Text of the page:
As a result of advances in high-resolution ultrasound, an increasing number of fetal conditions are diagnosed early in gestation. Some of these conditions are life threatening or may cause irreversible organ damage but may benefit from a prenatal intervention (1–3). Miniaturization of endoscopes has revived the interest in fetoscopy and today it has a distinct place in modern fetal medicine (1,3). Fetal surgery includes all types of surgery in which direct interventions on the fetus are performed, but few of them are amenable to treatment by endoscopy. The term “obstetric endoscopy” was proposed for fetoscopic procedures on the placenta, the umbilical cord, and fetal membranes. The technique of laser coagulation of the vascular anastomoses on the monochorionic placenta for twin-to-twin transfusion syndrome is well established and has recently been shown to be superior to amniodrainage in a randomized controlled trial (4). Therefore, the number of these procedures will undoubtedly increase (2–4). Another application of obstetric endoscopy is selective feticide by cord occlusion, used in monochorionic twin pregnancies complicated by severe discordant anomalies (5,6).
These procedures are often performed under local anesthesia (4). However, we liberally use combined spinal epidural anesthesia as a means of maternal anesthesia. Combined spinal epidural and local anesthesia provide neither fetal immobilization nor anesthesia. Based on clinical experience, we believe that fetal movements may lead to fetal trauma and may hamper surgery, leading to incomplete coagulation of vessels, failure of surgery and an increase in the duration of the intervention (7). Increasing the duration of endoscopic surgery may increase the risk of iatrogenic preterm, prelabor rupture of membranes (8,9).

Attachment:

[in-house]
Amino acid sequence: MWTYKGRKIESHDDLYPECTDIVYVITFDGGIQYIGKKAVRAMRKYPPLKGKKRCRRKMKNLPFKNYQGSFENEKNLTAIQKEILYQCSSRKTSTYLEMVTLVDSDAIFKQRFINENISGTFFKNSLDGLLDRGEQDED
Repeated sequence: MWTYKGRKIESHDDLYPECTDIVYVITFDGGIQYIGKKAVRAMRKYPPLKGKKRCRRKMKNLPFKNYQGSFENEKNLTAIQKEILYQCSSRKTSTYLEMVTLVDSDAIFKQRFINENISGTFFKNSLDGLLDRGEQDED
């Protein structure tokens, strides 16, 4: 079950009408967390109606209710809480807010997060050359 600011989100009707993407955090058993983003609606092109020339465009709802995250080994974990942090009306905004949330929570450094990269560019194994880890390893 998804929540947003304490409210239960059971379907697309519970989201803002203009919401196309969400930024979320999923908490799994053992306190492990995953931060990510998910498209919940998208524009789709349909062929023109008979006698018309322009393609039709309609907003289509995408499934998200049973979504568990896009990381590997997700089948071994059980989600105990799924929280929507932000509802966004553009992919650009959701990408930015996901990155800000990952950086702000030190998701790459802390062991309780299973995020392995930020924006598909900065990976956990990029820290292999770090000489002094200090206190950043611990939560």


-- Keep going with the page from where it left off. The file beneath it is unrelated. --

Fetal immobilization has been traditionally obtained by maternal administration of diazepam (DZP), which is associated with maternal sedative effects. Although it provides maternal sedation, in our experience DZP produces insufficient fetal immobility. Remifentanil (REMI) is a novel, short-acting opioid, which is rapidly hydrolyzed by nonspecific plasma and tissue esterases. It has been used for intraoperative sedation in patients undergoing regional or local anesthesia (10–14). In term pregnant women undergoing elective Cesarean delivery under epidural anesthesia, it produces excellent maternal sedation without adverse maternal effects (15). Kan et al. (15) demonstrated that IV REMI, in a dose of 0.1 μg · kg−1 · min−1 and part of a regional anesthetic technique, rapidly and extensively crosses the placenta (umbilical vein/maternal artery ratio, 0.88). An initial dose response study determined that a dose of 0.1 μg · kg−1 · min−1 of REMI produced excellent fetal immobilization in second trimester pregnant patients (16). Based on this dose-response study, we hypothesized that REMI in a dose of 0.1 μg · kg−1 · min−1 would induce superior fetal immobilization during obstetric endoscopic surgery as compared with DZP and at the same time provide appropriate maternal sedation. Therefore, we initiated a randomized, double-blind trial comparing the effects of IV DZP versus IV REMI in pregnant women undergoing obstetric endoscopic surgery under neuraxial block. We postulated that fetal immobilization and maternal sedation provided by REMI would be at least as good as, if not superior to, DZP.
After Institutional Ethics Committee approval, 54 healthy (ASA I–II) women in the second trimester of pregnancy (gestational age, 16–25 wk), carrying a multiple pregnancy and scheduled for either fetoscopic laser coagulation or cord occlusion, provided written and informed consent to this randomized, double-blind trial.